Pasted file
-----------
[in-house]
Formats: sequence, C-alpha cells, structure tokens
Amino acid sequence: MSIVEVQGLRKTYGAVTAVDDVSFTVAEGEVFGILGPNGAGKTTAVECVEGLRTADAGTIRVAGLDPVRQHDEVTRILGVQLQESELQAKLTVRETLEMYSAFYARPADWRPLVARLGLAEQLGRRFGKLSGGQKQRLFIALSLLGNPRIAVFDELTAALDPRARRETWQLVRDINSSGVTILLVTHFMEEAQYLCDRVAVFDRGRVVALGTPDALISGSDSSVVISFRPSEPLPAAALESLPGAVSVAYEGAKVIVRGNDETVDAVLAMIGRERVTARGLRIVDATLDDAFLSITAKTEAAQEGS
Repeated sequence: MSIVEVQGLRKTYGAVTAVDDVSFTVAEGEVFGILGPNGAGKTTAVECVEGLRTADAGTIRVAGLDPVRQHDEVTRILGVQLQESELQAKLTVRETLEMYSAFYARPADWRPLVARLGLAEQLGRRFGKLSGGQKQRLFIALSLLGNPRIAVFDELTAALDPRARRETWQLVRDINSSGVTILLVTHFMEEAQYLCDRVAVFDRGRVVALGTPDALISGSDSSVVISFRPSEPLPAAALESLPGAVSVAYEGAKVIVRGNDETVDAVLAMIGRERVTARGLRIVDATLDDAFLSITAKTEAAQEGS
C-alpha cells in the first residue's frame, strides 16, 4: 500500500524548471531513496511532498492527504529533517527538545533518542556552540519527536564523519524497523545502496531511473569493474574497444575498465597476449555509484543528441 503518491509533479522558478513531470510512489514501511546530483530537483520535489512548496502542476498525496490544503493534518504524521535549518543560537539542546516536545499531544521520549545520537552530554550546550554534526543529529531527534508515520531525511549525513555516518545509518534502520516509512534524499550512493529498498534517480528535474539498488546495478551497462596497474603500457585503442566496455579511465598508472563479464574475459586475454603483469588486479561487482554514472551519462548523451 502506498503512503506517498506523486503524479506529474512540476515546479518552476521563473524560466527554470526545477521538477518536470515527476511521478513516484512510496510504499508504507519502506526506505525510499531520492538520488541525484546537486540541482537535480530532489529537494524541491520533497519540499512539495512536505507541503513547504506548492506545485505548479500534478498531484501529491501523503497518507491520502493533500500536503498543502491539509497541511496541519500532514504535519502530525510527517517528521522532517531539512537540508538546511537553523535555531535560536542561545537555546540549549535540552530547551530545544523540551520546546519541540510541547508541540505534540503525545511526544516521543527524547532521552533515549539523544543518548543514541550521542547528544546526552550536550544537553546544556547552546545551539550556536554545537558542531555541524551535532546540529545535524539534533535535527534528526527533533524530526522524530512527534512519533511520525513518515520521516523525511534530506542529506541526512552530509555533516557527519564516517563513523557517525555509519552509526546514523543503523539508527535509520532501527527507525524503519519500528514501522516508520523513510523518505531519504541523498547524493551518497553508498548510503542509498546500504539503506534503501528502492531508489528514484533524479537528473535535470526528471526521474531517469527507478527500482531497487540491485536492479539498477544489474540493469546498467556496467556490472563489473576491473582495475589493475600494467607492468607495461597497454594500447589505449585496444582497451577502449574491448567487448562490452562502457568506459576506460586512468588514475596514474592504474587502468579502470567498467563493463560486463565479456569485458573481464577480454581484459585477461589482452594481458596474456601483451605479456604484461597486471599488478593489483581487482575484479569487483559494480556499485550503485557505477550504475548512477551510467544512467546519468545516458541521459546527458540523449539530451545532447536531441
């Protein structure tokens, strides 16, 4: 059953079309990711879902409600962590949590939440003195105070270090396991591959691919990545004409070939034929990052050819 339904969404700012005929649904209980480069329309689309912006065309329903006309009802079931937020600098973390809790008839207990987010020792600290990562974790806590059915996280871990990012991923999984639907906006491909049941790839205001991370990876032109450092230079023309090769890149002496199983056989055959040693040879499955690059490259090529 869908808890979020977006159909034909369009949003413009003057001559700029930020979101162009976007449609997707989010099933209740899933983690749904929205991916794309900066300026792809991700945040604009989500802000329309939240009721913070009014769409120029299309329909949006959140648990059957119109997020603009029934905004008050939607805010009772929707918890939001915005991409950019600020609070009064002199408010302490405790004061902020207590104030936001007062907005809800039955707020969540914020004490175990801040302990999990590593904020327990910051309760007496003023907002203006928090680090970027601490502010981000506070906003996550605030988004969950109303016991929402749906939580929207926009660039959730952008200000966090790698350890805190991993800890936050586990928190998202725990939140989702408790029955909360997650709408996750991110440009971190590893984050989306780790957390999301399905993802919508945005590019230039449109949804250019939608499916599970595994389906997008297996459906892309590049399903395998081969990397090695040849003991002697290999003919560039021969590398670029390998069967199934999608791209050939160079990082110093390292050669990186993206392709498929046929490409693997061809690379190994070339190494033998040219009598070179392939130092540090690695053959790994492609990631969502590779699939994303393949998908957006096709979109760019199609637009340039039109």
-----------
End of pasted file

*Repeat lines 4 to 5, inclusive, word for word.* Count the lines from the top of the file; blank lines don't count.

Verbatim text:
Repeated sequence: MSIVEVQGLRKTYGAVTAVDDVSFTVAEGEVFGILGPNGAGKTTAVECVEGLRTADAGTIRVAGLDPVRQHDEVTRILGVQLQESELQAKLTVRETLEMYSAFYARPADWRPLVARLGLAEQLGRRFGKLSGGQKQRLFIALSLLGNPRIAVFDELTAALDPRARRETWQLVRDINSSGVTILLVTHFMEEAQYLCDRVAVFDRGRVVALGTPDALISGSDSSVVISFRPSEPLPAAALESLPGAVSVAYEGAKVIVRGNDETVDAVLAMIGRERVTARGLRIVDATLDDAFLSITAKTEAAQEGS
C-alpha cells in the first residue's frame, strides 16, 4: 500500500524548471531513496511532498492527504529533517527538545533518542556552540519527536564523519524497523545502496531511473569493474574497444575498465597476449555509484543528441 503518491509533479522558478513531470510512489514501511546530483530537483520535489512548496502542476498525496490544503493534518504524521535549518543560537539542546516536545499531544521520549545520537552530554550546550554534526543529529531527534508515520531525511549525513555516518545509518534502520516509512534524499550512493529498498534517480528535474539498488546495478551497462596497474603500457585503442566496455579511465598508472563479464574475459586475454603483469588486479561487482554514472551519462548523451 502506498503512503506517498506523486503524479506529474512540476515546479518552476521563473524560466527554470526545477521538477518536470515527476511521478513516484512510496510504499508504507519502506526506505525510499531520492538520488541525484546537486540541482537535480530532489529537494524541491520533497519540499512539495512536505507541503513547504506548492506545485505548479500534478498531484501529491501523503497518507491520502493533500500536503498543502491539509497541511496541519500532514504535519502530525510527517517528521522532517531539512537540508538546511537553523535555531535560536542561545537555546540549549535540552530547551530545544523540551520546546519541540510541547508541540505534540503525545511526544516521543527524547532521552533515549539523544543518548543514541550521542547528544546526552550536550544537553546544556547552546545551539550556536554545537558542531555541524551535532546540529545535524539534533535535527534528526527533533524530526522524530512527534512519533511520525513518515520521516523525511534530506542529506541526512552530509555533516557527519564516517563513523557517525555509519552509526546514523543503523539508527535509520532501527527507525524503519519500528514501522516508520523513510523518505531519504541523498547524493551518497553508498548510503542509498546500504539503506534503501528502492531508489528514484533524479537528473535535470526528471526521474531517469527507478527500482531497487540491485536492479539498477544489474540493469546498467556496467556490472563489473576491473582495475589493475600494467607492468607495461597497454594500447589505449585496444582497451577502449574491448567487448562490452562502457568506459576506460586512468588514475596514474592504474587502468579502470567498467563493463560486463565479456569485458573481464577480454581484459585477461589482452594481458596474456601483451605479456604484461597486471599488478593489483581487482575484479569487483559494480556499485550503485557505477550504475548512477551510467544512467546519468545516458541521459546527458540523449539530451545532447536531441